Archiving social media was also a pressing concern at the conference. In addition to the technological challenges of capturing and preserving the often dynamic content on social media sites, Robin Margolis of UCLA discussed a critical social issue that information professionals also need to consider: the ways in which social media platforms reinforce normative definitions for gender. Margolis presented on research he has done into how Facebook, specifically, makes it difficult for transgender and Gender Non-Conforming (GNC) individuals to represent their identities on this social networking service. Margolis gave the example of his sister, who had recently transitioned from male to female; although Margolis’ sister was able to change her name on her Facebook account, she still appeared as a “brother” in Margolis’ network. Margolis discussed Facebook’s philosophical and economic incentives for its rigid policing of users’ identities, and also argued for the role that information professionals have in navigating these complex issues. Social media of all kinds are a growing part of our digital lives (and thus archives), but these platforms are decidedly not value-neutral. Understanding the social values baked into these platforms will certainly inform both personal and institutional archival decisions in years and decades ahead.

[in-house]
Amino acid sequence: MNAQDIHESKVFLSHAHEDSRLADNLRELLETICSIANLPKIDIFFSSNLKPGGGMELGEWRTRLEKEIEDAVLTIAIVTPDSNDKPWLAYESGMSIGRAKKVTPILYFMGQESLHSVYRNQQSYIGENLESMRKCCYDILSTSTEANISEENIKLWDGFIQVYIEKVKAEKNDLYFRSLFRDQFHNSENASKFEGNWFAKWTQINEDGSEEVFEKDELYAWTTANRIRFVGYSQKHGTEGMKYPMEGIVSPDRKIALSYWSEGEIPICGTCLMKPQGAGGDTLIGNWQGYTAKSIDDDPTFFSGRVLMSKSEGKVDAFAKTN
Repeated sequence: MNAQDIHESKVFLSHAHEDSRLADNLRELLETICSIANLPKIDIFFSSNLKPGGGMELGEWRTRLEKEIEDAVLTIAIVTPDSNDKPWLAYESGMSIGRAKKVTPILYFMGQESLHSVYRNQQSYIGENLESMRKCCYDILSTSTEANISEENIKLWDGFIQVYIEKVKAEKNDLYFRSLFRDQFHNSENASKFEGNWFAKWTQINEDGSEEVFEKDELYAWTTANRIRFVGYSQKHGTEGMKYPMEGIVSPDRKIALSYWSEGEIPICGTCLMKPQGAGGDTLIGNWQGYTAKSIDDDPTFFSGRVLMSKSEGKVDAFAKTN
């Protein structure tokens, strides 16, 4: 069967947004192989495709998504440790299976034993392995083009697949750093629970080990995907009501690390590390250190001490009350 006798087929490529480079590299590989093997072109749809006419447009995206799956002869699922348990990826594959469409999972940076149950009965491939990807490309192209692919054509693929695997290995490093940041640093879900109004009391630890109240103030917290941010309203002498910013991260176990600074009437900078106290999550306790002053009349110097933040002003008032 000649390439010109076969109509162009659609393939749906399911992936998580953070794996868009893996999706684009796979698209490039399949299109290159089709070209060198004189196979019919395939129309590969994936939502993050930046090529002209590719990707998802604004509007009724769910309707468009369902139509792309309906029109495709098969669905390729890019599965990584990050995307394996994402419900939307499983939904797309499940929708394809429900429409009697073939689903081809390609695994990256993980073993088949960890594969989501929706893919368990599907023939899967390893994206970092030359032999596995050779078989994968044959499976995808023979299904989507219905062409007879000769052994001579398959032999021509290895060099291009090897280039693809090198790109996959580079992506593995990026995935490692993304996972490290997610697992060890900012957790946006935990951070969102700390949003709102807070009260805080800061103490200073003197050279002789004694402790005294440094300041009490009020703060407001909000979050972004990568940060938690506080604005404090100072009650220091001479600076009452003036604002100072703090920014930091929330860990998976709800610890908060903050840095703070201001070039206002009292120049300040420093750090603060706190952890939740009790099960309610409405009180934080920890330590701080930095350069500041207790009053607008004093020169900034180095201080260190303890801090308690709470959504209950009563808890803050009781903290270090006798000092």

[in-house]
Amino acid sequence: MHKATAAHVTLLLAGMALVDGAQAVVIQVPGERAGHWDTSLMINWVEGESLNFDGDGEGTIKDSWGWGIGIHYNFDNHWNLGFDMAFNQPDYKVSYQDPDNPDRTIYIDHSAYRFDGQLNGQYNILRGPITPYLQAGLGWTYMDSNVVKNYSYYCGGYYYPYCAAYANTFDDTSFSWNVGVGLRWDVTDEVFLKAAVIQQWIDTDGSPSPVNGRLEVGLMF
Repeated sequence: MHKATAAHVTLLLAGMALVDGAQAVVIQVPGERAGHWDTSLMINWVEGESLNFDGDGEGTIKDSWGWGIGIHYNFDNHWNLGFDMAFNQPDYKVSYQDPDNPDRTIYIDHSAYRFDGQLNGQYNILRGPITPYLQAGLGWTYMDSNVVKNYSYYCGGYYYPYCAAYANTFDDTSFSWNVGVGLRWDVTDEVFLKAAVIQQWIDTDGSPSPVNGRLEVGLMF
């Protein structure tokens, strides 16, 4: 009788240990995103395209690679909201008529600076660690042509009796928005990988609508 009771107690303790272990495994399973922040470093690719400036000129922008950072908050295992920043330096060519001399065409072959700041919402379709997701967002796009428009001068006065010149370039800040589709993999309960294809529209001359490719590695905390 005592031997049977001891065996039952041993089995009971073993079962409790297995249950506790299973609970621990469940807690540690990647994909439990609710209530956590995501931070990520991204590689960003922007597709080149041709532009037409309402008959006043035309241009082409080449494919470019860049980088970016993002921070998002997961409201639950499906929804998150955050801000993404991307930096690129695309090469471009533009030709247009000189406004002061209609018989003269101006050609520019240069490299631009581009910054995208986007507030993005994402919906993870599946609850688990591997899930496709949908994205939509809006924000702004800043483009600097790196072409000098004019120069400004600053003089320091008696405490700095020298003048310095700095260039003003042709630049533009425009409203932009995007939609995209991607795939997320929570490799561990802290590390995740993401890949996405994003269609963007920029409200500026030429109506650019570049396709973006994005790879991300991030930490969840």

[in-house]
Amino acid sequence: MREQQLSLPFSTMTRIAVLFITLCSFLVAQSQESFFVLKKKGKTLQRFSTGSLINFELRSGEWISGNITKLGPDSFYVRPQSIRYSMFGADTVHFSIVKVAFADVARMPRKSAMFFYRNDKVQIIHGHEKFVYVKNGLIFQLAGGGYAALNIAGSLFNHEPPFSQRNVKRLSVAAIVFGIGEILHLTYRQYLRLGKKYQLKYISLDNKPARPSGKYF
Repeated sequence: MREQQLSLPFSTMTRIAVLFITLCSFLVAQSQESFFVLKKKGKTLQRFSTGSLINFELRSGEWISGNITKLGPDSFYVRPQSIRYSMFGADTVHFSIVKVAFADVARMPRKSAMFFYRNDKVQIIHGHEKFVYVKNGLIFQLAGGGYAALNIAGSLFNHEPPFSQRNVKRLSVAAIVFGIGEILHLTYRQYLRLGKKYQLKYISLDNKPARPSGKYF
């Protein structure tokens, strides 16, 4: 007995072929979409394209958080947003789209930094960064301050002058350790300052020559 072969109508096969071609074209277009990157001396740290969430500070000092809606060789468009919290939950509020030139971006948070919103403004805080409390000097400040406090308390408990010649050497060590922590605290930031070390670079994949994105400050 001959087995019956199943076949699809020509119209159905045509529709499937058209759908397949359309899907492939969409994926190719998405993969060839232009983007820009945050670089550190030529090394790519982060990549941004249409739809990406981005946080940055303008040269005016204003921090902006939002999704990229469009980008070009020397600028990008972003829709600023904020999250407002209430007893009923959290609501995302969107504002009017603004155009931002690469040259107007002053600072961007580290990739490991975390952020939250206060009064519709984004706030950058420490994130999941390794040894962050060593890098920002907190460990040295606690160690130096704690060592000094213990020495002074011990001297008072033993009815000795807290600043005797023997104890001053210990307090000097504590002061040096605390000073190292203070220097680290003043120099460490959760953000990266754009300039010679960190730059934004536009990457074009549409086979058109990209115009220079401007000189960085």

Overall, the PDA 2016 conference was thought provoking, as presenters raised some of the most urgent issues in the field of digital archives, and tackled these issues with innovative ideas and strategies. As I stressed before, the conference offered a fruitful mix of perspectives from both research and practice. The challenges facing the field of digital archiving require both of these perspectives and PDA 2016 was an ideal event for a diverse set of individuals to come together and build the foundation for just that exchange of ideas.